Is the BBMP afraid of taking on the encroachers because of their political connections? If so, then the CM must step in, stand by the BBMP and give it a free hand to clear all encroachments at the earliest. The government cannot dilly-dally on this.

Is there difference of opinion on closure of drains? If yes, what are the arguments of those who oppose it? Can’t experts put their heads together and arrive at a consensus? The lives of citizens are at stake.

Sadly, we seem to wake up only when a tragedy occurs. We pledge religiously to work towards averting such tragedies. And then forget about it once the euphoria dies down. Only to wake up with a jolt when another tragedy strikes us. It’s time we stopped blaming one another and joined hands to make Bangalore a better place to live.

Lesson for Late Latifs
Our netas have a lesson to learn from US consul general in Chennai, Andrew T Simkin. A couple of days ago he was in Bangalore to launch a ‘virtual consulate’. But he couldn’t reach the venue as he was caught in the city’s infamous traffic jam. As he was behind schedule, he called the venue and asked his staff to go ahead with the programme, so that ‘nobody should be kept waiting’. The programme began soon after with a consulate official launching the website. When can we see such professionalism in our netas?

RTO Delhi:Get driving licence from any city RTO

Get driving licence from any city RTO

A positive step. It will be possible to go to an RTO nearer to you now.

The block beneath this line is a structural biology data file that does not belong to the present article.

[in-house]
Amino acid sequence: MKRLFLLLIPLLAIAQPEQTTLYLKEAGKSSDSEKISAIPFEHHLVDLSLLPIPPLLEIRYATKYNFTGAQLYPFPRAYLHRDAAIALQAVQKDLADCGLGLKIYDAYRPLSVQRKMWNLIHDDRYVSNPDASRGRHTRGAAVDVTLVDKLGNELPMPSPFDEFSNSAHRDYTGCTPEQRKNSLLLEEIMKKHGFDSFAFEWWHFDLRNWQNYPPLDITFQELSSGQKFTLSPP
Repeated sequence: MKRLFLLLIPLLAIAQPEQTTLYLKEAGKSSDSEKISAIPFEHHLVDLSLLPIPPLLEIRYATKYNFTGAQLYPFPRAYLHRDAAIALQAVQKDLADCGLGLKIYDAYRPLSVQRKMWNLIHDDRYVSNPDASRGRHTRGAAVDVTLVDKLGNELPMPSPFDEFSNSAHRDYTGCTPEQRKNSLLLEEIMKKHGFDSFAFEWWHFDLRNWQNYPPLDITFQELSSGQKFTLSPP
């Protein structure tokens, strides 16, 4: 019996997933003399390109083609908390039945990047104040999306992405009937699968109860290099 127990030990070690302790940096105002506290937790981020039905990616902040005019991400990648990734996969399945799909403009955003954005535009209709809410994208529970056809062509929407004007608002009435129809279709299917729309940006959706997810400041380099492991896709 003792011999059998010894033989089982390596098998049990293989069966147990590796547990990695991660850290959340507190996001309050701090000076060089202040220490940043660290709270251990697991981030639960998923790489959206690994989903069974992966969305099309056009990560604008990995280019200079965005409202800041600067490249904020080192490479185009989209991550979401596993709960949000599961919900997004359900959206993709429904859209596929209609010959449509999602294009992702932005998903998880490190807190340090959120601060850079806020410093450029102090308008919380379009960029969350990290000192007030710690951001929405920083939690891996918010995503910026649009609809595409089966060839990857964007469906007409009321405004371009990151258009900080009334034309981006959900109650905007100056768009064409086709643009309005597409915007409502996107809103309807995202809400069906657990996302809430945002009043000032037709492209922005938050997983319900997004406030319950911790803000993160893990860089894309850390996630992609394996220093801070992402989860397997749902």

However will it bring down the harassment at the RTO offices, play of touts or graft?

Megha Suri | TNN

New Delhi: In about 10 days’ time, you will be able to get a driving licence issued from any of the 13 regional transport offices (RTOs) in Delhi, irrespective of where you stay in the capital. To bring down levels of corruption, all RTOs and the transport department unit at Burari are being interlinked and all records transferred to a central server.

Work on the project is nearing completion, after which the transport department will start trial runs. Interlinked RTOs would free the applicants from the current restriction of having to go to only the transport office which serves their area of residence.

NEW LICENSING FACILITY IN 10 DAYS To check graft, records being transferred to central server
New Delhi: To bring down levels of corruption, all RTOs and the transport department unit at Burari are being interlinked and all records transferred to a central server.